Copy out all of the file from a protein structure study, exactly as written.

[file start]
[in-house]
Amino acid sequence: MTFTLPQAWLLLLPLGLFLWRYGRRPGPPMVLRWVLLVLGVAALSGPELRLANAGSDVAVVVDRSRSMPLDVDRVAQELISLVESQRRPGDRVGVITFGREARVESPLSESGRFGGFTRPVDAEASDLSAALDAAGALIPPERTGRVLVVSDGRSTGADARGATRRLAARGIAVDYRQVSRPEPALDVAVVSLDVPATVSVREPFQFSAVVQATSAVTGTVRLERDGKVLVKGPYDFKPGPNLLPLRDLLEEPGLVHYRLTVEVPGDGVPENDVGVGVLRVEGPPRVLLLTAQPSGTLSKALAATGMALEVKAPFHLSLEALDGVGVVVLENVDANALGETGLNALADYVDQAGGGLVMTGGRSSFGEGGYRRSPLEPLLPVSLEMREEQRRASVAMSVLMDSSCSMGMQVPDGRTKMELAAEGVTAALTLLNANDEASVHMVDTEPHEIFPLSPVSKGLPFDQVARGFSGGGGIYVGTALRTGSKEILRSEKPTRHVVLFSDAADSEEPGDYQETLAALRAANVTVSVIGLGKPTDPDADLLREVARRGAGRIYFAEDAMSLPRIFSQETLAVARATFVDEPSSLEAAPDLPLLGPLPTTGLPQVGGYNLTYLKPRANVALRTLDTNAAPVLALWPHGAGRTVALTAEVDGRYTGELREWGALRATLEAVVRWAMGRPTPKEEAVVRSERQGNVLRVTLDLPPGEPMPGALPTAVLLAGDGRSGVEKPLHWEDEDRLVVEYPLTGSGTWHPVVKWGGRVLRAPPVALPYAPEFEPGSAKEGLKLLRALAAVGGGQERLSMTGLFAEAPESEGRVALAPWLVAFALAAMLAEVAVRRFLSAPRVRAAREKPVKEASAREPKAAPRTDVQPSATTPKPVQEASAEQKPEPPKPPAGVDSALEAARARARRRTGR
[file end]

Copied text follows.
[in-house]
Amino acid sequence: MTFTLPQAWLLLLPLGLFLWRYGRRPGPPMVLRWVLLVLGVAALSGPELRLANAGSDVAVVVDRSRSMPLDVDRVAQELISLVESQRRPGDRVGVITFGREARVESPLSESGRFGGFTRPVDAEASDLSAALDAAGALIPPERTGRVLVVSDGRSTGADARGATRRLAARGIAVDYRQVSRPEPALDVAVVSLDVPATVSVREPFQFSAVVQATSAVTGTVRLERDGKVLVKGPYDFKPGPNLLPLRDLLEEPGLVHYRLTVEVPGDGVPENDVGVGVLRVEGPPRVLLLTAQPSGTLSKALAATGMALEVKAPFHLSLEALDGVGVVVLENVDANALGETGLNALADYVDQAGGGLVMTGGRSSFGEGGYRRSPLEPLLPVSLEMREEQRRASVAMSVLMDSSCSMGMQVPDGRTKMELAAEGVTAALTLLNANDEASVHMVDTEPHEIFPLSPVSKGLPFDQVARGFSGGGGIYVGTALRTGSKEILRSEKPTRHVVLFSDAADSEEPGDYQETLAALRAANVTVSVIGLGKPTDPDADLLREVARRGAGRIYFAEDAMSLPRIFSQETLAVARATFVDEPSSLEAAPDLPLLGPLPTTGLPQVGGYNLTYLKPRANVALRTLDTNAAPVLALWPHGAGRTVALTAEVDGRYTGELREWGALRATLEAVVRWAMGRPTPKEEAVVRSERQGNVLRVTLDLPPGEPMPGALPTAVLLAGDGRSGVEKPLHWEDEDRLVVEYPLTGSGTWHPVVKWGGRVLRAPPVALPYAPEFEPGSAKEGLKLLRALAAVGGGQERLSMTGLFAEAPESEGRVALAPWLVAFALAAMLAEVAVRRFLSAPRVRAAREKPVKEASAREPKAAPRTDVQPSATTPKPVQEASAEQKPEPPKPPAGVDSALEAARARARRRTGR